Is the Radiation from Airport Body Scanners Dangerous?
Patient concerns are often based on the warnings health care providers have issued regarding medical X-rays. The Food and Drug Administration cautions patients to undergo X-ray imaging only when strictly necessary. But should people also be concerned about the security scanners at airports?
Radiation is a general term for different kinds of moving electromagnetic energy: ionizing radiation (what X-ray machines emit) and nonionizing radiation (which includes radio and magnetic waves). The key difference between ionizing and non-ionizing radiation is the level of energy they transmit. Ionizing radiation has enough energy to knock electrons away from atoms, creating free radicals; these chemically reactive particles can damage DNA and increase people's risk of cancer.
But ionizing radiation has a real impact on our health only when received at high doses. And in airport X-ray machines, even though about half of the scanners emit ionizing radiation, the dose just isn't high enough to do bodily harm, Nelson said. (Roughly half of scanners use millimeter waves, a form of non-ionizing radiation.)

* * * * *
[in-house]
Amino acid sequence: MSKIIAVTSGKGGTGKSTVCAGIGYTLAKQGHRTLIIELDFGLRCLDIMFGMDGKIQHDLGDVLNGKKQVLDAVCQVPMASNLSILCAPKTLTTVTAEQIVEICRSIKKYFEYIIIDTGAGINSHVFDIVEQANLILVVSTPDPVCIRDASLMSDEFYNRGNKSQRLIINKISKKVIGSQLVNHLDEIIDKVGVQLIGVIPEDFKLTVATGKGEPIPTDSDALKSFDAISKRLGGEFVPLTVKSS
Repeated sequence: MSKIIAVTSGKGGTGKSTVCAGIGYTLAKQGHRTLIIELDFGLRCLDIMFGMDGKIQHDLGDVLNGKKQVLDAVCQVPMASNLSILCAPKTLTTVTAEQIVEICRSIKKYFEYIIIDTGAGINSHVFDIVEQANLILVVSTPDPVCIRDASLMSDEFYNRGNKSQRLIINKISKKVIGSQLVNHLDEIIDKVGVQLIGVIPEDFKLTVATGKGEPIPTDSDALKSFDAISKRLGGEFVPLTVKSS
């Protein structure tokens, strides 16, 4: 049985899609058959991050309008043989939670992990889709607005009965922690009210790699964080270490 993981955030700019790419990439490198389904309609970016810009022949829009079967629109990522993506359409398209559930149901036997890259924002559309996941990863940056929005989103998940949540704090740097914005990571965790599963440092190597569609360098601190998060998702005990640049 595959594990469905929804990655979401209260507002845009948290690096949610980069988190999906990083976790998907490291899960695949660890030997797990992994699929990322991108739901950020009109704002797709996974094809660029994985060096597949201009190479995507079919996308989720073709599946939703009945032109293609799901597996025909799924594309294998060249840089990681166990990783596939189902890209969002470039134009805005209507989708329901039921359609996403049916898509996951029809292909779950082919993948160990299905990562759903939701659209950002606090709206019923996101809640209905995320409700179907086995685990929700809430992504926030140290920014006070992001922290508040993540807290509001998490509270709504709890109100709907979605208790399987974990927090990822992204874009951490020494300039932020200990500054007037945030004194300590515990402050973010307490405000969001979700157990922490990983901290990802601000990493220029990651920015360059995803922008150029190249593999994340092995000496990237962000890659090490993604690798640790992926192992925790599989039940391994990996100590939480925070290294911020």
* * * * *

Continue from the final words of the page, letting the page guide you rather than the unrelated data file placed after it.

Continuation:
While patients may be right to be concerned about the number of medical X-rays they receive, the amount of radiation delivered by an airport X-ray is tiny in comparison. A chest X-ray exposes patients to roughly 1,000 times the radiation of an airport scanner.
Travelers are exposed to far more radiation on the flight itself, Nelson said. Every minute on a plane delivers roughly the same dose of radiation as one airport X-ray scan.
Most food contains small amounts of the radioactive molecules Carbon-14 and Potassium-40, according to NASA. In fact, many of the objects and substances we encounter daily emit radiation; the soil, cement sidewalks and buildings, and even the air we breathe are all slightly radioactive.
Compared to all that radiation, an X-ray scanner in the airport emits an insignificant amount of radiation.